The car used by James Alex Fields Jr. to plow through a crowd of people protesting the white nationalist “Unite the Right” rally, killing Heather Heyer and injuring dozens more, is seen after the vehicle was stopped by police several blocks away on Aug. 12, 2017, in Charlottesville, Va.
Photo: Win McNamee (Getty)

So, Charlottesville rally murderer James Alex Fields Jr. apparently will never, ever, ever be seeing the light of day again as a free man.

That’s the basic reality for the 22-year-old white supremacist, who got handed a sentence of life plus 419 years for mowing down Heather Heyer and injuring dozens more with his car during a fit of rage against counterprotesters at a white nationalist rally in Charlottesville, Va., CBS News reports.

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You remember the Charlottesville “Unite the Right” rally: The one about which Donald Trump said there were “good people” on “both sides”?

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Welp. To hear a judge and jury in Fields’ case tell it, apparently, there’s nothing good about a murderous white supremacist—except a murderous white supremacist who’s being removed from polite society for the rest of his natural life.

“Today’s verdict is based on what you did,” Judge Richard Moore told Fields while handing down the sentence that had been recommended by the jury that found Field guilty of murder, according to USA Today. “It was not a spur of the moment action.”

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Moore also imposed a fine of $480,000 on Fields.

Fields was convicted of murder in Virginia state court and of hate crimes in federal court for the deadly act he committed during the skirmishes that broke out between neo-Nazis and counterprotesters during the “Unite the Right” rally in 2017.

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The state jury recommended the sentence Judge Moore imposed, while as part of a plea deal with federal authorities on the hate crimes, a federal court in June, similarly, sentenced Fields to spend the rest of his life behind bars, USA Today explains.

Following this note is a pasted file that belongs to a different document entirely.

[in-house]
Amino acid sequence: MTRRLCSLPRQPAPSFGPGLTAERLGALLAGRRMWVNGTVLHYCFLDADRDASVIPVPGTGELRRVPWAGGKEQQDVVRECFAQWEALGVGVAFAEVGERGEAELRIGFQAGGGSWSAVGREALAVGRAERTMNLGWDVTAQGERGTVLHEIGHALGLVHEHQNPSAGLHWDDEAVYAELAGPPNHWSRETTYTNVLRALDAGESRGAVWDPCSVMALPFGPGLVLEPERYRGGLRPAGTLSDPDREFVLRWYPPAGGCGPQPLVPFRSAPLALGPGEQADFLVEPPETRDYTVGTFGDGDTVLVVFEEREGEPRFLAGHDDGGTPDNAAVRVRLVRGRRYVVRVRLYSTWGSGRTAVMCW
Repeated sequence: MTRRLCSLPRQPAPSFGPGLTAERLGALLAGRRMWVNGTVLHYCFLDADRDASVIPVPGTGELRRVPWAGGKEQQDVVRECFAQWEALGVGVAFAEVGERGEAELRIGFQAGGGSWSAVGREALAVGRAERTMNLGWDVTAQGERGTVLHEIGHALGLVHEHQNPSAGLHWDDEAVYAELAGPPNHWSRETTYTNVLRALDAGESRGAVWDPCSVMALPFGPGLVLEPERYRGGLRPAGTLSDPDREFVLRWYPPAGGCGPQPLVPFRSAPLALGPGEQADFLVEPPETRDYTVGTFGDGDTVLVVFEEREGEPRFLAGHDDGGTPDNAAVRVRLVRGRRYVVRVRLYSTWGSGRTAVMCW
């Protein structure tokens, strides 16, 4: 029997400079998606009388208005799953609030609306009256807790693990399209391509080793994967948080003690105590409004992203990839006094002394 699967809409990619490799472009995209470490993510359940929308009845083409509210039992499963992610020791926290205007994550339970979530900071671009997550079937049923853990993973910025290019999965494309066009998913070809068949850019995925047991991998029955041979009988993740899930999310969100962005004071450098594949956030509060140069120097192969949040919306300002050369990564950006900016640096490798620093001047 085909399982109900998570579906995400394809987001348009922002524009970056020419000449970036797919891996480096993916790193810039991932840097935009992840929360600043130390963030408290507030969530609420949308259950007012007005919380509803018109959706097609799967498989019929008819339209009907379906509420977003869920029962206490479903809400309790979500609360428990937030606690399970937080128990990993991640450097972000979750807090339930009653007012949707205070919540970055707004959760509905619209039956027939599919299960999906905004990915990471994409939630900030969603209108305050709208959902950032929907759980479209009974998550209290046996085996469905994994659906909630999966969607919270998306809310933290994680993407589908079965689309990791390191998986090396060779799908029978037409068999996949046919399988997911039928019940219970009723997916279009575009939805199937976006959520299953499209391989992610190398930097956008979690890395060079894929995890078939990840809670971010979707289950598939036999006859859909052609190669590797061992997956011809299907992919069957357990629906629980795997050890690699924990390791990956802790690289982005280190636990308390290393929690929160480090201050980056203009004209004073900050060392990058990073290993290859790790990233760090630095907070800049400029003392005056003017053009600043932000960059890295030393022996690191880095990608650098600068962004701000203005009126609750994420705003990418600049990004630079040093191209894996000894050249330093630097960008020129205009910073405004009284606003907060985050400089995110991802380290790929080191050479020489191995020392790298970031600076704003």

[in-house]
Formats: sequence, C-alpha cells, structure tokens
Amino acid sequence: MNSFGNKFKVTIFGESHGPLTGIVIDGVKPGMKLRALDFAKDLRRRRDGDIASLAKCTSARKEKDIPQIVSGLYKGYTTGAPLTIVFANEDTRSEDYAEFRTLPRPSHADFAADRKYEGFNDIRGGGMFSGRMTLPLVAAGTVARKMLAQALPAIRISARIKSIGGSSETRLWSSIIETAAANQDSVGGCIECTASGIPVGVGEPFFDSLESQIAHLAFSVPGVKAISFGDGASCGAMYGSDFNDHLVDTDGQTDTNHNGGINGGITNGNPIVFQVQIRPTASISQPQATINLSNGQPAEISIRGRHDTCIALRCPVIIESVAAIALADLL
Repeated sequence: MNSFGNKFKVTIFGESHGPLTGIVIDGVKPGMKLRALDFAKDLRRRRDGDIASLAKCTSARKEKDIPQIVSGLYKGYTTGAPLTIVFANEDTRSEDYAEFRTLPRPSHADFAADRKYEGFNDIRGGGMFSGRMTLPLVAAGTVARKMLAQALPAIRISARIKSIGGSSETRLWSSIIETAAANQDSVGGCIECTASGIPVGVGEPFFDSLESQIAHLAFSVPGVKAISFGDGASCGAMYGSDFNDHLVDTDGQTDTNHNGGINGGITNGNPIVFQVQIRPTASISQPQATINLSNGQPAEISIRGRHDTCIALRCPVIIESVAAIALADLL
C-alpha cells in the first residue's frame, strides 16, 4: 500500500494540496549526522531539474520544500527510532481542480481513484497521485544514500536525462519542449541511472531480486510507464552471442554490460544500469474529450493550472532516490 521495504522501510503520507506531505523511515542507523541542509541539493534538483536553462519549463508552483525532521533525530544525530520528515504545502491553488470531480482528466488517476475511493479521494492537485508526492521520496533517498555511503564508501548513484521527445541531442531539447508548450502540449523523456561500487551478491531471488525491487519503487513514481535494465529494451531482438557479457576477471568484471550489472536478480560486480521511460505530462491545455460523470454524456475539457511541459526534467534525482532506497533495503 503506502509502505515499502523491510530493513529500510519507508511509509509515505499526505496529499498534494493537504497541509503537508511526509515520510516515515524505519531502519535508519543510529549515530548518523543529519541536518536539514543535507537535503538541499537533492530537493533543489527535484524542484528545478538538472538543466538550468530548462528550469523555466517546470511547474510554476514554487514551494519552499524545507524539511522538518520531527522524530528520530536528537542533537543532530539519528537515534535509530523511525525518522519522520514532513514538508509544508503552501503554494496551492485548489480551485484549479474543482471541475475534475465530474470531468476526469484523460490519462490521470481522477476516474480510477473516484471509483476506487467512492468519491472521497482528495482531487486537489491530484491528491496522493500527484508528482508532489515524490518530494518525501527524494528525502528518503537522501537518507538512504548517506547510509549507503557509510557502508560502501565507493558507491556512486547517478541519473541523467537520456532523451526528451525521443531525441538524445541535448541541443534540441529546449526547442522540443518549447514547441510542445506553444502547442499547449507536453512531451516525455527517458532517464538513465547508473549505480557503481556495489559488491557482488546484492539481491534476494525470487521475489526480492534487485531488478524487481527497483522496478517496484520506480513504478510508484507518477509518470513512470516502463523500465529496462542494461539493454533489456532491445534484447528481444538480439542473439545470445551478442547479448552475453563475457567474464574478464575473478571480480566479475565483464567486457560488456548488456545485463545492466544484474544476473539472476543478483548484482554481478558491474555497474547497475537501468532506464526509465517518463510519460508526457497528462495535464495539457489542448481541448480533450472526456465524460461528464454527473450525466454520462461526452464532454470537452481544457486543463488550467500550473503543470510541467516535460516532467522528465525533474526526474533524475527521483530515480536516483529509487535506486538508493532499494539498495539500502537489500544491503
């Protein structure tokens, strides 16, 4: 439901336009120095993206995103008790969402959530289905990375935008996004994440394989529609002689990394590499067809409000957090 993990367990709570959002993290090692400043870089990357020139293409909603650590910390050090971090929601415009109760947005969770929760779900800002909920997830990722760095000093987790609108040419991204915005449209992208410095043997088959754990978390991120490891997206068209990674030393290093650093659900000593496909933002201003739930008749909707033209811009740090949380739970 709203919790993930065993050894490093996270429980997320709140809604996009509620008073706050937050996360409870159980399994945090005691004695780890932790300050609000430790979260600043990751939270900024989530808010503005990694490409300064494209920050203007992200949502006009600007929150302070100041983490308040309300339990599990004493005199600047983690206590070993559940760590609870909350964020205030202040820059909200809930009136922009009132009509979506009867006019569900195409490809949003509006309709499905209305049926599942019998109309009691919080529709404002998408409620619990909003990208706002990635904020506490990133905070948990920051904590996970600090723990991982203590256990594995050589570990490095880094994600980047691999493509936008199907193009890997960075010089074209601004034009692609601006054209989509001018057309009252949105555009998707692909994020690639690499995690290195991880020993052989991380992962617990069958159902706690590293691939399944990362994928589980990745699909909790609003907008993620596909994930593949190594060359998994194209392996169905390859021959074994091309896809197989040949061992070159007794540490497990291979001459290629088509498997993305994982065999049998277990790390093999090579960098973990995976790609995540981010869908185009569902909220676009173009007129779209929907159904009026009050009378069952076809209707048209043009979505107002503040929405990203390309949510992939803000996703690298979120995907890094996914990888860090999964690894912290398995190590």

As CBS News notes, in 2017:

Fields, an avowed white supremacist who kept a photo of Adolf Hitler on his bedside table, drove from his home in Maumee, Ohio, to attend the rally, which drew hundreds of white nationalists to Charlottesville to protest the planned removal of a statue of Confederate Gen. Robert E. Lee. The event also drew counterprotesters who demonstrated against the white nationalists.

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Moore said he had never been involved in a case where so many people were hurt or killed at one time by one person.

Prior to Fields’ sentence being announced, victims and families of the victims, including Heyer’s mother, Susan Bro, gave emotional impact statements. As USA Today reports:

Star Peterson, who was injured in the attack, began her statement by addressing Fields.

“Hello, scum,” she said. “You look like a coward now that you’re not behind the wheel of a car.”

April Muñiz, another victim, said her mental health was severely affected by Fields’ crime. She said she switches from joy to terror in a split second since those were the emotions she experienced during the attack.

“I wake up most nights screaming,” she said.

Susan Bro, Heyer’s mother, said she hopes Fields never sees the light of day outside a prison again. She said she was a survivor and she will continue her work with the Heather Heyer Foundation, which provides scholarships to people passionate about social change.